gdb.info: Non-debug DLL symbols

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Support for DLLs without debugging symbols

Very often on windows, some of the DLLs that your program relies on do
not include symbolic debugging information (for example,
`kernel32.dll'). When GDB doesn't recognize any debugging symbols in a
DLL, it relies on the minimal amount of symbolic information contained
in the DLL's export table. This subsubsection describes working with
such symbols, known internally to GDB as "minimal symbols".
   Note that before the debugged program has started execution, no DLLs
will have been loaded. The easiest way around this problem is simply to
start the program -- either by setting a breakpoint or letting the
program run once to completion. It is also possible to force GDB to
load a particular DLL before starting the executable -- see the shared
library information in *note Files:: or the `dll-symbols' command in
*note Cygwin Native::. Currently, explicitly loading symbols from a DLL
with no debugging information will cause the symbol names to be
duplicated in GDB's lookup table, which may adversely affect symbol
lookup performance.

DLL name prefixes

In keeping with the naming conventions used by the Microsoft debugging
tools, DLL export symbols are made available with a prefix based on the
DLL name, for instance `KERNEL32!CreateFileA'.  The plain name is also
entered into the symbol table, so `CreateFileA' is often sufficient. In
some cases there will be name clashes within a program (particularly if
the executable itself includes full debugging symbols) necessitating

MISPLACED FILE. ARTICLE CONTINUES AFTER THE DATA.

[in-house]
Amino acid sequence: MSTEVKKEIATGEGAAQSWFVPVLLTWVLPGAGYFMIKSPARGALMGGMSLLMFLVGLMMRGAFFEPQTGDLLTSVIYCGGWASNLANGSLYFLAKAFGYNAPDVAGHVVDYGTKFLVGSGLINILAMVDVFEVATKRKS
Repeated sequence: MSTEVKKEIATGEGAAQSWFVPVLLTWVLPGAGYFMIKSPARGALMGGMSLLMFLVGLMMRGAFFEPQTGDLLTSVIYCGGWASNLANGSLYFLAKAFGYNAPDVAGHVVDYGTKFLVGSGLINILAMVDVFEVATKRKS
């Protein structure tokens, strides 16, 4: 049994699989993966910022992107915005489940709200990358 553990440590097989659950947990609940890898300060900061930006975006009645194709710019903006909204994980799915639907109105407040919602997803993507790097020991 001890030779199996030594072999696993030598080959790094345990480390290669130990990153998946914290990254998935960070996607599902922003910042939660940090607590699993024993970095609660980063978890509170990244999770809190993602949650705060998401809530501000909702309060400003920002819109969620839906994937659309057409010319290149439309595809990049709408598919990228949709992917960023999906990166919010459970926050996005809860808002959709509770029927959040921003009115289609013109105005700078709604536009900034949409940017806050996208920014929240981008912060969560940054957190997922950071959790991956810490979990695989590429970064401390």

the use of the fully qualified name when referring to the contents of
the DLL. Use single-quotes around the name to avoid the exclamation
mark ("!")  being interpreted as a language operator.
   Note that the internal name of the DLL may be all upper-case, even
though the file name of the DLL is lower-case, or vice-versa. Since
symbols within GDB are _case-sensitive_ this may cause some confusion.
If in doubt, try the `info functions' and `info variables' commands or
even `maint print msymbols' (see *note Symbols::). Here's an example:
     (gdb) info function CreateFileA
     All functions matching regular expression "CreateFileA":
     Non-debugging symbols:
     0x77e885f4  CreateFileA
     0x77e885f4  KERNEL32!CreateFileA
     (gdb) info function !
     All functions matching regular expression "!":
     Non-debugging symbols:
     0x6100114c  cygwin1!__assert
     0x61004034  cygwin1!_dll_crt0@0
     0x61004240  cygwin1!dll_crt0(per_process *)
     [etc...]

Working with minimal symbols

Symbols extracted from a DLL's export table do not contain very much
type information. All that GDB can do is guess whether a symbol refers
to a function or variable depending on the linker section that contains
the symbol. Also note that the actual contents of the memory contained
in a DLL are not available unless the program is running. This means
that you cannot examine the contents of a variable or disassemble a
function within a DLL without a running program.
   Variables are generally treated as pointers and dereferenced
automatically. For this reason, it is often necessary to prefix a
variable name with the address-of operator ("&") and provide explicit
type information in the command. Here's an example of the type of
problem:
     (gdb) print 'cygwin1!__argv'
     $1 = 268572168
     (gdb) x 'cygwin1!__argv'
     0x10021610:      "\230y\""
   And two possible solutions:
     (gdb) print ((char **)'cygwin1!__argv')[0]
     $2 = 0x22fd98 "/cygdrive/c/mydirectory/myprogram"
     (gdb) x/2x &'cygwin1!__argv'
     0x610c0aa8 <cygwin1!__argv>:    0x10021608      0x00000000
     (gdb) x/x 0x10021608
     0x10021608:     0x0022fd98
     (gdb) x/s 0x0022fd98
     0x22fd98:        "/cygdrive/c/mydirectory/myprogram"
   Setting a break point within a DLL is possible even before the
program starts execution. However, under these circumstances, GDB can't
examine the initial instructions of the function in order to skip the
function's frame set-up code. You can work around this by using "*&" to
set the breakpoint at a raw memory address:
     (gdb) break *&'python22!PyOS_Readline'
     Breakpoint 1 at 0x1e04eff0
   The author of these extensions is not entirely convinced that
setting a break point within a shared DLL like `kernel32.dll' is
completely safe.